Proboscis Monkey

Proboscis Monkey

Proboscis Monkey

Proboscis monkeys, called bekantan in Indonesia, and sometimes otherwise referred to as long-nosed monkeys, are endemic to Borneo, including all three nations that divide the island: Brunei, Indonesia, and Malaysia.
During Dutch colonization, proboscis monkeys were accorded an additional local moniker, “monyet belanda” (Dutch Monkey), reflecting the perceived resemblance to the Dutchmen’s portly bellies and bulbous noses.
Proboscis monkeys inhabit mangrove forests along rivers and estuaries, swamp-land, and lowland rainforest and rarely range more than .6 mi (1 km) from water.
They can also be found in wetlands that are not associated with the coast, such as swamp forests, limestone hill forests, rubber forests, and tropical heath forests.
Populations that are found inland usually gather along rivers. ​​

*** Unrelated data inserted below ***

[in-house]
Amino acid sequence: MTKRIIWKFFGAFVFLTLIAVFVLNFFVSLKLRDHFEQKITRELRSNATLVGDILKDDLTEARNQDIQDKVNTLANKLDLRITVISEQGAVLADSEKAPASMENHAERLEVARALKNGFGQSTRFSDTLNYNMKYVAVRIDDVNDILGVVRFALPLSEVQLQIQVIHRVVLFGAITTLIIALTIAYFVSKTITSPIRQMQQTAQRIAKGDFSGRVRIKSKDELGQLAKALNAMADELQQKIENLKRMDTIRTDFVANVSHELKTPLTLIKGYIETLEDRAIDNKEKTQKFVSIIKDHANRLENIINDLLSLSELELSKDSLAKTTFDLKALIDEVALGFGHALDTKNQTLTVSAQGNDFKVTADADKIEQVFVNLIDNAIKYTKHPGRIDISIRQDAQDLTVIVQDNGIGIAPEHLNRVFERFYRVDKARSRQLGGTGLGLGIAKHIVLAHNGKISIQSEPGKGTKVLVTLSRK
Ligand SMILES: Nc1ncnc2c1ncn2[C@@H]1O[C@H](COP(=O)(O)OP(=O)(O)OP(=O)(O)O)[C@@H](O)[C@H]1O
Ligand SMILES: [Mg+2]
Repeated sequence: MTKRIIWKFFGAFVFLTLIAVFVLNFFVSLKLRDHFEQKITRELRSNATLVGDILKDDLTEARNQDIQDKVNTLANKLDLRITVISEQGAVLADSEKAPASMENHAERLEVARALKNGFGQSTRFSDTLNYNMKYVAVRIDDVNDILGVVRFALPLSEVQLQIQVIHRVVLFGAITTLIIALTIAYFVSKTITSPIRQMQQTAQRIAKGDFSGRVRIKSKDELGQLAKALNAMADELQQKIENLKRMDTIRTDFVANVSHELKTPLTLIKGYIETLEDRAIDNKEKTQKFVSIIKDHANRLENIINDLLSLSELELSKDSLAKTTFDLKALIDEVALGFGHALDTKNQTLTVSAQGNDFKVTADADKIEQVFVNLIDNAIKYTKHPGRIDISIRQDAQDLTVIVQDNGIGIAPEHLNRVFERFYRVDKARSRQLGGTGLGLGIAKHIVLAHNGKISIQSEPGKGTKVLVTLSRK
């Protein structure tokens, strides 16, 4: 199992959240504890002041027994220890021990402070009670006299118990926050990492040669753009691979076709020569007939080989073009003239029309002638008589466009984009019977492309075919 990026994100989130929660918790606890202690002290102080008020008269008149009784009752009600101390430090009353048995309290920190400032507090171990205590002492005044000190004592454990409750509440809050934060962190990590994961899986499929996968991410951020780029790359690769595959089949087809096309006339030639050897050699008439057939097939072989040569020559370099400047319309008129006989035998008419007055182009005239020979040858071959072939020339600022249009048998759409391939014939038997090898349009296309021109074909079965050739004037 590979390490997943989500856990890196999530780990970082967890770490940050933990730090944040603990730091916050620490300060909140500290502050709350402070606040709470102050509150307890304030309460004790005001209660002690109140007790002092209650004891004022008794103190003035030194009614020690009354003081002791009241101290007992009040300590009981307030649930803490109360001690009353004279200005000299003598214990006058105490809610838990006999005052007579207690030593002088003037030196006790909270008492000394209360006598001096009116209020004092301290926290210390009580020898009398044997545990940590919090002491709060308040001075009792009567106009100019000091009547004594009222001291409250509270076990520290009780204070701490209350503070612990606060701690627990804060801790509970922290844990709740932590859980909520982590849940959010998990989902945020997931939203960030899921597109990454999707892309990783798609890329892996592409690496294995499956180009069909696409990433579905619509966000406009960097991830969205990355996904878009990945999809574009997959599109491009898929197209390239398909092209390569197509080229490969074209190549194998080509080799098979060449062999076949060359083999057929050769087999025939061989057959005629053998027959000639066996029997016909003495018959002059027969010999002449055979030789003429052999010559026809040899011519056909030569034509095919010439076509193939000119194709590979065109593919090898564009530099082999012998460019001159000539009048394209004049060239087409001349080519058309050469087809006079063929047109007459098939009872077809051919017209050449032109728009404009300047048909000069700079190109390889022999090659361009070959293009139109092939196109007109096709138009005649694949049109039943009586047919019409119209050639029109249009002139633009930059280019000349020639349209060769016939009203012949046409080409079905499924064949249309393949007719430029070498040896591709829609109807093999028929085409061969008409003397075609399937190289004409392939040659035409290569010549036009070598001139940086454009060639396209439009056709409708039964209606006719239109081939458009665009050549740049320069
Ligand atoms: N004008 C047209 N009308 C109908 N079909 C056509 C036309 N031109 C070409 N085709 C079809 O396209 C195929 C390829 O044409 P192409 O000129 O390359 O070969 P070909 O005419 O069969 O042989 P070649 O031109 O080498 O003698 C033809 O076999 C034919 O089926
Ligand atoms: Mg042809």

Since forested areas along waterways are those that are first habituated by people, proboscis monkeys live in some of the most threatened habitats in Borneo.
Source: New Primate Conservancy

Proboscis Monkey

Proboscis Monkey

 (Nasalis larvatus), long-tailed arboreal primate found along rivers and in swampy mangrove forests of Borneo.
Named for the male’s long and pendulous nose, the proboscis monkey is red-brown with pale underparts.
The nose is smaller in the female and is upturned in the young.
Source: Britannica